What do you do if you’re in charge of a billion-dollar corporation and you’ve just found out your company has left hundreds of millions of people vulnerable to electronic attack?
If you’re Richard Smith, former CEO of Equifax, you cash out your stocks before anyone finds out. And if you’re Brian Krzanich, current CEO of Intel you copy/paste that method – screw it, nobody cares about ethics anyway.
We’re less than a week in, but the biggest tech story of 2018, so far, is the processor vulnerability which affects an incredibly large number of devices. Initially reported as a problem with only Intel processors, news quickly broke that it affected AMD and ARM chips as well.
This means that desktops, laptops, smartphones, tablets, servers, and all kinds of other devices could potentially be affected. We’re talking about hundreds of millions of systems. It’s big.
Microsoft is pushing patches; Intel and AMD are collaborating to resolve the issue; cats and dogs are living together in harmony, it’s chaos out here. But let’s get one thing clear though: this isn’t about blame.
A vulnerability like this takes hardcore researchers looking really deep to find. Fault isn’t the issue, even huge companies make mistakes. We completely understand, Intel, these things happen and we know you’re working hard to fix it.
However, Business Insideryesterday broke the story that Krzanich found out about the problem in June, authorized a plan to sell the stocks in October, and sold in November.
It’s January and most of the world is just learning of the problem. In fact the news broke just yesterday that AMD and ARM processors were affected, which makes it look a lot like Intel was keeping the cards pretty close to its chest for seven months.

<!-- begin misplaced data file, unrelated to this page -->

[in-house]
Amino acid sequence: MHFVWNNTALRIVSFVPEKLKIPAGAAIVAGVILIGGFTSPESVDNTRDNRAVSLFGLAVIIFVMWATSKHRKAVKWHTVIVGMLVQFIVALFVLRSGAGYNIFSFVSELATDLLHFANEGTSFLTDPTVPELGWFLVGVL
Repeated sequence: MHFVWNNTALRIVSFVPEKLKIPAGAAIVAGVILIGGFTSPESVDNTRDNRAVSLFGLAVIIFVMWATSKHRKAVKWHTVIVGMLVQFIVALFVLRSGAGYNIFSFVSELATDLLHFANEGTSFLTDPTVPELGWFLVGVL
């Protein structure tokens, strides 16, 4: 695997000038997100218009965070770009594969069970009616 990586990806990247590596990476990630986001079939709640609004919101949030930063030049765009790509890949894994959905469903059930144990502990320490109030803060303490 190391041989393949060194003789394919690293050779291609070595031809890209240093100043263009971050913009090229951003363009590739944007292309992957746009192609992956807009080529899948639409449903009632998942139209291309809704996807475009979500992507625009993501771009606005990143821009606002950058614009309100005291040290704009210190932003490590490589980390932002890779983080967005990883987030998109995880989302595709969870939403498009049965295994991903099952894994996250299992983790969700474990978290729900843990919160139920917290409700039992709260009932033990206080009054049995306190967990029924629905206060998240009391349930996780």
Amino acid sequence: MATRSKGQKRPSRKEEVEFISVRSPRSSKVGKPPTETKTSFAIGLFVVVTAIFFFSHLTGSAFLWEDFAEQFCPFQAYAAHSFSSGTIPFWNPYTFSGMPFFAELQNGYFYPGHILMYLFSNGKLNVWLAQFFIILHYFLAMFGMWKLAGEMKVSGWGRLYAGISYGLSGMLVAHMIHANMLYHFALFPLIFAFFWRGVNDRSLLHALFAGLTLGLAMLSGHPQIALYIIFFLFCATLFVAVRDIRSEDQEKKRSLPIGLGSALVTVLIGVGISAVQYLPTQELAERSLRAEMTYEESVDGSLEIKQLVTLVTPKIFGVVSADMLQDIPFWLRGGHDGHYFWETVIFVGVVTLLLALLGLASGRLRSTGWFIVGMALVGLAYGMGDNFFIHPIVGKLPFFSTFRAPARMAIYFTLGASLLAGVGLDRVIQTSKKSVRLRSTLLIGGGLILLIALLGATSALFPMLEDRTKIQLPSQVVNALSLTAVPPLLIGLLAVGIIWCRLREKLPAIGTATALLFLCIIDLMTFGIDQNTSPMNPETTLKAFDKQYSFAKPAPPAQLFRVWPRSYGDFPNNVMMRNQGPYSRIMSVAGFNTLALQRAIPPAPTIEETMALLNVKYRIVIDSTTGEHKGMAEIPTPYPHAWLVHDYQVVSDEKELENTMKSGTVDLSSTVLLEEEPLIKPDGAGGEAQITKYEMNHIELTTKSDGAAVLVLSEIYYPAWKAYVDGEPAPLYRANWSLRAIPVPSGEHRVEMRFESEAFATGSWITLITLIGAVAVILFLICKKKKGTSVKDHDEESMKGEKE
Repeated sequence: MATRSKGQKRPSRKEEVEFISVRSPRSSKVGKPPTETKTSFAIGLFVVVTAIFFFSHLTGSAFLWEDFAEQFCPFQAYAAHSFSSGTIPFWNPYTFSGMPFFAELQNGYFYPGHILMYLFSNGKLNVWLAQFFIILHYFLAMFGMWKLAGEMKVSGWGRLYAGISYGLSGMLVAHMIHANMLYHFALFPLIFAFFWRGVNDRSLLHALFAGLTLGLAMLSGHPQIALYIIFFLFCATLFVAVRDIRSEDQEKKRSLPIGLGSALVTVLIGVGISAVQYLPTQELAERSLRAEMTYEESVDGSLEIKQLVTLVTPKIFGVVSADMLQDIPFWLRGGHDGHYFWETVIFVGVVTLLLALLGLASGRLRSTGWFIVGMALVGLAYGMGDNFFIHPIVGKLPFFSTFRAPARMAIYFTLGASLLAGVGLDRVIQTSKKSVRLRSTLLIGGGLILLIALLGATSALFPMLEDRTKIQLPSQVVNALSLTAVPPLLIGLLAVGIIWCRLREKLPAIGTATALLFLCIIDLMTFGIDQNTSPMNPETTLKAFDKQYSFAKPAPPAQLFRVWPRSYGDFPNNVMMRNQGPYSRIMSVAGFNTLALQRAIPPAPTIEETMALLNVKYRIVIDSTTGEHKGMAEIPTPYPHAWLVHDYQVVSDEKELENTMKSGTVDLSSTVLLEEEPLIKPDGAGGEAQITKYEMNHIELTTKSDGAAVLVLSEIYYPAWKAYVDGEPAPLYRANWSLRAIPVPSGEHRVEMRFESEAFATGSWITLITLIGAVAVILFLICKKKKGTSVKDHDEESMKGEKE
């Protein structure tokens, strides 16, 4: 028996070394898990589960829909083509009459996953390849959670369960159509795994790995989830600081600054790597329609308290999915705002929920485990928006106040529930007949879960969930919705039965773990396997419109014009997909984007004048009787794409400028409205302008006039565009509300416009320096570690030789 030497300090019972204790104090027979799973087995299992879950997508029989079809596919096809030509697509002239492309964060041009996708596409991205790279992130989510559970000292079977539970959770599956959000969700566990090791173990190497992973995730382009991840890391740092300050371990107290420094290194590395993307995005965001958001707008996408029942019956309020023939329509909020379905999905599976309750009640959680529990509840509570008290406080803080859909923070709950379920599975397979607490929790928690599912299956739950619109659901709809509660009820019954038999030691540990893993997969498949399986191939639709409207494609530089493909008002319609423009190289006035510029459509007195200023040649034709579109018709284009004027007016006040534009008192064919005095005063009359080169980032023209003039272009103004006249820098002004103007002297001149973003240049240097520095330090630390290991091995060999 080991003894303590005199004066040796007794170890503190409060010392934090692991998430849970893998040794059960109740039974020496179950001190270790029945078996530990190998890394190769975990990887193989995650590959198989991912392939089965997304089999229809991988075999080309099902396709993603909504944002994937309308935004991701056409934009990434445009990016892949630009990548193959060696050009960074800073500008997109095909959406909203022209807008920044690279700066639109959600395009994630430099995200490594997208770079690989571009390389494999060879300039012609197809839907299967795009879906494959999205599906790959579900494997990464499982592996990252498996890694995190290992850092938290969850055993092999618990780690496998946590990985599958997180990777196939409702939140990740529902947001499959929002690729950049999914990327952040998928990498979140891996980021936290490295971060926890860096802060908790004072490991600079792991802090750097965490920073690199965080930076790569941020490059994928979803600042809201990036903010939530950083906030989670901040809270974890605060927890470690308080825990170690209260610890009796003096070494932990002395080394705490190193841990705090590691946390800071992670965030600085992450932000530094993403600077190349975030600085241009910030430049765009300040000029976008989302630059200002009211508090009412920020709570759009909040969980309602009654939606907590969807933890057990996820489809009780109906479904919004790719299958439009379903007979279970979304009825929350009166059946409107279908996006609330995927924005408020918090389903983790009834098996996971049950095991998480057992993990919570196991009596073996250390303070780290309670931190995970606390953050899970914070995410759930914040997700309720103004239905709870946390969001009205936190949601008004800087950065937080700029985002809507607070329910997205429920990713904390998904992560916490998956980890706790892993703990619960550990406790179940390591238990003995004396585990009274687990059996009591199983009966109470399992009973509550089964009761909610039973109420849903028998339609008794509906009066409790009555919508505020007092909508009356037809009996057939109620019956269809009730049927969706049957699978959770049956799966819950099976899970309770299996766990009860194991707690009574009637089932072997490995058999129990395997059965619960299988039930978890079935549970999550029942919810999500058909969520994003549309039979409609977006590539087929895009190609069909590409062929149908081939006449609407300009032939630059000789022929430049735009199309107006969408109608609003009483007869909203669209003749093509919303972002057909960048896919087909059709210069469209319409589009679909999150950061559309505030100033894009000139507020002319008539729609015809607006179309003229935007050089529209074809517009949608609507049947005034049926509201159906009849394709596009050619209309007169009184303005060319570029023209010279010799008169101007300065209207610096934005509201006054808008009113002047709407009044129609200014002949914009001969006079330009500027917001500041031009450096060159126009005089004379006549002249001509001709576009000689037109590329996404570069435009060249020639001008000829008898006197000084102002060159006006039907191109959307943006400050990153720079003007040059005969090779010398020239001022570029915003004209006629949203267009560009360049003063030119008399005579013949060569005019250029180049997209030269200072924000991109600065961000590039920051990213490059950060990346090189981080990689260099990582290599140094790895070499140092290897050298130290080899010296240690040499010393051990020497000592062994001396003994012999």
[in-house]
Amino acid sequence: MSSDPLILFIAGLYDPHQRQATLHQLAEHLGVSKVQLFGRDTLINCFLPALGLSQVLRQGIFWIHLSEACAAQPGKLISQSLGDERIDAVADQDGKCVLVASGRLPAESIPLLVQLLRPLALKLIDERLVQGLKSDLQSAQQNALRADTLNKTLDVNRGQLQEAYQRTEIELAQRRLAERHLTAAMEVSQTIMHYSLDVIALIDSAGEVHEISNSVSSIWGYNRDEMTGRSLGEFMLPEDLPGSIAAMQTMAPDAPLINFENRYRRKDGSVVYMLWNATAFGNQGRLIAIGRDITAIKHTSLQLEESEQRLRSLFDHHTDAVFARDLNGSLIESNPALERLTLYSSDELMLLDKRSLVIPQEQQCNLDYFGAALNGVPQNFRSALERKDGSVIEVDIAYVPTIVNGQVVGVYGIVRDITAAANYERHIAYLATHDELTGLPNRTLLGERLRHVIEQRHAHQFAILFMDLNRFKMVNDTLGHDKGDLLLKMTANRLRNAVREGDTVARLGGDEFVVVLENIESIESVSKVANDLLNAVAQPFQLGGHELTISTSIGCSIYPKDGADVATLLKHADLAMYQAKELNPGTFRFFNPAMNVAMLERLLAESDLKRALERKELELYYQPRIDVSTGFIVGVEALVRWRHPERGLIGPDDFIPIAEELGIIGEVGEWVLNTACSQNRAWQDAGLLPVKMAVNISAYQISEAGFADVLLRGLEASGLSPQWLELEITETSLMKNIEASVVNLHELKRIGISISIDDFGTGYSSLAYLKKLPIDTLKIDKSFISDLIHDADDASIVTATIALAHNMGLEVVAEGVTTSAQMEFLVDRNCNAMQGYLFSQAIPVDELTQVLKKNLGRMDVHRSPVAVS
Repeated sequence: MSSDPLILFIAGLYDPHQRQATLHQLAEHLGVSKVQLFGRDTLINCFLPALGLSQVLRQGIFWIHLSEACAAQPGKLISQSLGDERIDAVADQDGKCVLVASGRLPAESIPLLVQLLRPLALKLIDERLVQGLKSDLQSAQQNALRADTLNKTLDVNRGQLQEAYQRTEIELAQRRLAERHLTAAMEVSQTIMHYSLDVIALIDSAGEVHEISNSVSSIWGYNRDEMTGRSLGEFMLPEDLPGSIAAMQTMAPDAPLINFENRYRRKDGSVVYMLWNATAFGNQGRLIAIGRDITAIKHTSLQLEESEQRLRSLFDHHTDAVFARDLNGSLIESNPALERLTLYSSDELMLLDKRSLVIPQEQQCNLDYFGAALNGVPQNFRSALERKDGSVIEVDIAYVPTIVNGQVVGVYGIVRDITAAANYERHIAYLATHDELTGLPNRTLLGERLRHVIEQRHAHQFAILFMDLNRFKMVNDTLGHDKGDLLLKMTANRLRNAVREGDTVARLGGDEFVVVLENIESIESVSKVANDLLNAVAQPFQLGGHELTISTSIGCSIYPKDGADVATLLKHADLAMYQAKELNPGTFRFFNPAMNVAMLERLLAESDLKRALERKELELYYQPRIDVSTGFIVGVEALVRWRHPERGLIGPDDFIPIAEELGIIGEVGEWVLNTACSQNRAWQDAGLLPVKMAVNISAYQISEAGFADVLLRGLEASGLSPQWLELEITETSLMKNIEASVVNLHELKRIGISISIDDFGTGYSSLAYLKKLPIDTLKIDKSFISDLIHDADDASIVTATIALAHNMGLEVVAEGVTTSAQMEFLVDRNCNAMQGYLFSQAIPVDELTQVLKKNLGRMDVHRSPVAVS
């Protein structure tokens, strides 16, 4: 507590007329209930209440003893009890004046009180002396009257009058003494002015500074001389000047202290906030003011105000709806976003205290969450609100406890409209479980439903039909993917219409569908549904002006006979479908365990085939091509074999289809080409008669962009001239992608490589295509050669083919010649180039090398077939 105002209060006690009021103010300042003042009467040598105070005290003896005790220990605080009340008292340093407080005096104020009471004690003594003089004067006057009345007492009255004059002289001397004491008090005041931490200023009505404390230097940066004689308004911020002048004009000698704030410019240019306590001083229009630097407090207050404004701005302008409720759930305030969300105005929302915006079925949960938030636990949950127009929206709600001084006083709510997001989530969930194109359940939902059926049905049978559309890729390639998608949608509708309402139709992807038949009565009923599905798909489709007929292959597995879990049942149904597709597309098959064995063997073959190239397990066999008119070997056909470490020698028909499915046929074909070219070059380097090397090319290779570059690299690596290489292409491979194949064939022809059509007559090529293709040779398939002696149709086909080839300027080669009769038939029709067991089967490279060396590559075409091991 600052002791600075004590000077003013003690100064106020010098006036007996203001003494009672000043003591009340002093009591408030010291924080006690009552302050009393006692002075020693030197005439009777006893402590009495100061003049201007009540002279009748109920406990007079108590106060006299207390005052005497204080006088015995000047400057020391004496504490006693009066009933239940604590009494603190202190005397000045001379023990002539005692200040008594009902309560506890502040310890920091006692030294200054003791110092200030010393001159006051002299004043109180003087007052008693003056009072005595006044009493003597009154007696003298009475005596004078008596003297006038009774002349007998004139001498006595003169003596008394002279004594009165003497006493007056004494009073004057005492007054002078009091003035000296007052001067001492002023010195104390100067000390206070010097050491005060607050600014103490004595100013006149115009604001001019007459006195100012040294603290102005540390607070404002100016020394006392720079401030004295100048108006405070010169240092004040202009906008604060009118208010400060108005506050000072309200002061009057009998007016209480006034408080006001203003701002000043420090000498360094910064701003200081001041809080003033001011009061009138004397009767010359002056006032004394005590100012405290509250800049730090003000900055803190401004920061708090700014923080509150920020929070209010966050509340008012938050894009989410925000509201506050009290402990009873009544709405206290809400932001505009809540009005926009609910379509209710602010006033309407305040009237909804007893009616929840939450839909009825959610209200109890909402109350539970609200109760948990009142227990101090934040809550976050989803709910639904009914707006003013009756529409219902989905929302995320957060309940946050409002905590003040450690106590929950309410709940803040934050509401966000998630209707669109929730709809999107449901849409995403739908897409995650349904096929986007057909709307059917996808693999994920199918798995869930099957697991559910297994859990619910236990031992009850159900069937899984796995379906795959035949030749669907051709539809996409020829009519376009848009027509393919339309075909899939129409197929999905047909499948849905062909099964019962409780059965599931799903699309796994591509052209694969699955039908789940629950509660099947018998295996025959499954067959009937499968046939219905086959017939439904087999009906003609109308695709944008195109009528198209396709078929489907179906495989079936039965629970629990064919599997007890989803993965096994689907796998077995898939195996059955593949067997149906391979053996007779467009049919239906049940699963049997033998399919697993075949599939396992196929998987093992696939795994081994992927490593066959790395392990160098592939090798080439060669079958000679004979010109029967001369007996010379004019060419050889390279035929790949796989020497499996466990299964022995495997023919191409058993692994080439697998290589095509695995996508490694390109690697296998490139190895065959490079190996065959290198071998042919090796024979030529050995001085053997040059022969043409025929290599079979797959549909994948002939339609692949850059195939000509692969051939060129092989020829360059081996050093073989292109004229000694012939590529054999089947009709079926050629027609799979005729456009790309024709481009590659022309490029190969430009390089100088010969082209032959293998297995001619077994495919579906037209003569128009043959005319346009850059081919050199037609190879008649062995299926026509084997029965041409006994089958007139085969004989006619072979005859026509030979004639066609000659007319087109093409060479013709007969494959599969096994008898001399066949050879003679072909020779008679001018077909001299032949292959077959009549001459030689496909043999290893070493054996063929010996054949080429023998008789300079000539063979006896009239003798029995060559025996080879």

And Krzanich is $24 million dollars richer.
It boggles the mind that this is allowed to happen. According to Business Insiderthe SEC is keeping mum on whether there’s any investigation, but even if there is we need only look at the size of former Equifax CEO Richard Smith’s golden parachute to see how the Krzanich story is going to play out.
The worst part about this is that Equifax can’t seem to figure out how to change its culture and, as we’ve opined before, probably shouldn’t be allowed to continue operating. Intel is different.
Maybe we’re biased, but there’s a lot to love about Intel. We’ve reported on the company with enthusiasm in the past and will likely do so going forward. Some of the most innovative developers and talented researchers in the world work for Intel.
But, by all appearances, the company’s CEO has a set of ethics that differs from what we’ve come to appreciate from the company he runs.
If his intentions were pure: they were stupid. The CEO of Intel should damn well be able to tell the scope of a problem like this when it’s discovered, and there’s just no way to spin his $24 million dollar windfall as anything other than an hors d’oeuvre to his eventual golden parachute.
Investigate him or don’t — it won’t matter. If investors and shareholders ask for him to step down, he’ll almost certainly get a big “thank you” check on his way out the door.
We’ve seen this story too many times and it sucks. Why do we keep letting these millionaires cash in when other shareholders aren’t getting the same opportunity?
Intel’s representatives told Business Insider that the stock sell had absolutely nothing to do with the vulnerability. But this looks a lot like a pretty specific type of trading. And plausible deniability is not a substitution for ethics.
I think Intel may want to move past its “Intel inside” marketing: it’s in poor taste now.
We’ve reached out to Intel for comment and we can’t wait to hear back, we’ll update this story if it does.
Update: 12:32 CST – Intel gave us a company statement as follows:
“Brian’s sale is unrelated. It was made pursuant to a pre-arranged stock sale plan (10b5-1) with an automated sale schedule. He continues to hold shares in-line with corporate guidelines.”